Former Prime Minister Scott Morrison’s anticipated move from politics to lobbying exemplifies a concerning trend in Australian politics, where public officials transition to roles representing corporate interests. Morrison’s reported upcoming role with a British defense company, following his significant push for increased military spending, illustrates his focus on personal gain over national interest.

These transitions are symptomatic of the broader issue of lobbying’s impact on democracy, with nearly 1,800 lobbyists holding passes granting full access to Parliament House. Alarmingly, no register exists tracking these passes or their sponsoring politicians. The Centre for Public Integrity stresses the need for enforceable legislation around lobbying, including criminal penalties for breaches and transparency through the publication of ministerial diaries and meetings with lobbyists.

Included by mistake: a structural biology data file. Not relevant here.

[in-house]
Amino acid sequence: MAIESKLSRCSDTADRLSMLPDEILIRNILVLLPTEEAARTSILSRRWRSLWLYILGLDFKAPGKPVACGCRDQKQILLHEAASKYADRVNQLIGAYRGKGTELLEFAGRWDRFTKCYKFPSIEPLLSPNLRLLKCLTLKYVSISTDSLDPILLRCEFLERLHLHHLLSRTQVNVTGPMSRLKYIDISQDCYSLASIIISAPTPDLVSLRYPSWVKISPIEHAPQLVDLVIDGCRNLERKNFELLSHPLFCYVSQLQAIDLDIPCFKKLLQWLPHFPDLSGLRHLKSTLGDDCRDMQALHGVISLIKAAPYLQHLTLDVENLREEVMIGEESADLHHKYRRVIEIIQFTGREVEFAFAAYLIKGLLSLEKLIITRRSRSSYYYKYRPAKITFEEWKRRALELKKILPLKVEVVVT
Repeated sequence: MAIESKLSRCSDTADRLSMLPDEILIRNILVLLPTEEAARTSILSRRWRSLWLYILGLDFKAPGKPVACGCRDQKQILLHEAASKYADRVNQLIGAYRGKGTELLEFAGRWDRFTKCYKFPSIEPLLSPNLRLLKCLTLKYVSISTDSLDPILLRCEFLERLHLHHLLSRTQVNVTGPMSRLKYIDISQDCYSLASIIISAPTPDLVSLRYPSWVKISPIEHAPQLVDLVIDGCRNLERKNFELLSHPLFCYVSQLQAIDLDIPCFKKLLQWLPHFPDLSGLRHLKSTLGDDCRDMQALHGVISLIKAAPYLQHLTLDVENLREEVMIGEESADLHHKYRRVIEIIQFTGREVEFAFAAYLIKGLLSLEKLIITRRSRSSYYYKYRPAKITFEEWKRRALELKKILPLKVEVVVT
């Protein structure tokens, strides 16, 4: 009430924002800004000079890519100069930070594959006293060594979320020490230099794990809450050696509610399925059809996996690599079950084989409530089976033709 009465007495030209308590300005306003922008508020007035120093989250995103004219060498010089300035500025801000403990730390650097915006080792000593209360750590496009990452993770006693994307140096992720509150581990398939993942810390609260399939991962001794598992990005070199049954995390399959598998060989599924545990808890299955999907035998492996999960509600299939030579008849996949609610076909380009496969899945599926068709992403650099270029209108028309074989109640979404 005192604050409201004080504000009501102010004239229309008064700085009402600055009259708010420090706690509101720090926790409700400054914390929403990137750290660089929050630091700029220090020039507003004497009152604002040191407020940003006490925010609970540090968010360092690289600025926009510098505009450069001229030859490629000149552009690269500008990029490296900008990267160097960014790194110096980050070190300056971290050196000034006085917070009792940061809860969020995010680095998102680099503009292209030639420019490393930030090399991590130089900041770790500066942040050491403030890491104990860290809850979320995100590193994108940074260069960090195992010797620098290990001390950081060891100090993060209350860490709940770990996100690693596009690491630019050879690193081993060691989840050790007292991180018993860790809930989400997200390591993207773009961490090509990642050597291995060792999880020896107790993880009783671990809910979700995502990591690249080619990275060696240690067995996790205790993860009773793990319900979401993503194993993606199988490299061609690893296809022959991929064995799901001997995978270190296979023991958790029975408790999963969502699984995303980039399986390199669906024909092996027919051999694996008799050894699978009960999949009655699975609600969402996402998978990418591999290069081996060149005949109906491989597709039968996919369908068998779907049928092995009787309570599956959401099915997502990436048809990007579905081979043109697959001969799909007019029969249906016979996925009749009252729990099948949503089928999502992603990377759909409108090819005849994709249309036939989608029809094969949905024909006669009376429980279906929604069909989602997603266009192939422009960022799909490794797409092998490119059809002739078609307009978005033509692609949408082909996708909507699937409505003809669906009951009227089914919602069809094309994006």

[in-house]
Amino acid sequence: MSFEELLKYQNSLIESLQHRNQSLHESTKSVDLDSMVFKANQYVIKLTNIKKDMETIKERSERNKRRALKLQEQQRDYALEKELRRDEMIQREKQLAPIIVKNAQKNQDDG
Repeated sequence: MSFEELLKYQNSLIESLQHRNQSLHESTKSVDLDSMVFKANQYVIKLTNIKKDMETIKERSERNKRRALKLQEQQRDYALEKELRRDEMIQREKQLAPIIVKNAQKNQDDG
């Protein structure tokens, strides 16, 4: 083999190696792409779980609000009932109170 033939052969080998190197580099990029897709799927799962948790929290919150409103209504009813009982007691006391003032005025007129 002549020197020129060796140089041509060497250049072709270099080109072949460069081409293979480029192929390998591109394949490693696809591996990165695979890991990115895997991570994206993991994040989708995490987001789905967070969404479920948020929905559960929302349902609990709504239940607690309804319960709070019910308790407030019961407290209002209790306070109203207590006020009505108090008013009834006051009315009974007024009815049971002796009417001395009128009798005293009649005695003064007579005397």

The Centre’s recent report highlights a series of former ministers now working as lobbyists, and staff members transitioning to lobbying roles shortly after leaving office. This revolving door between public service and private sector lobbying paints a bleak picture of the Australian political landscape, marked by corruption, opportunism, and self-interest.

Read the full Saturday Paper editorial here.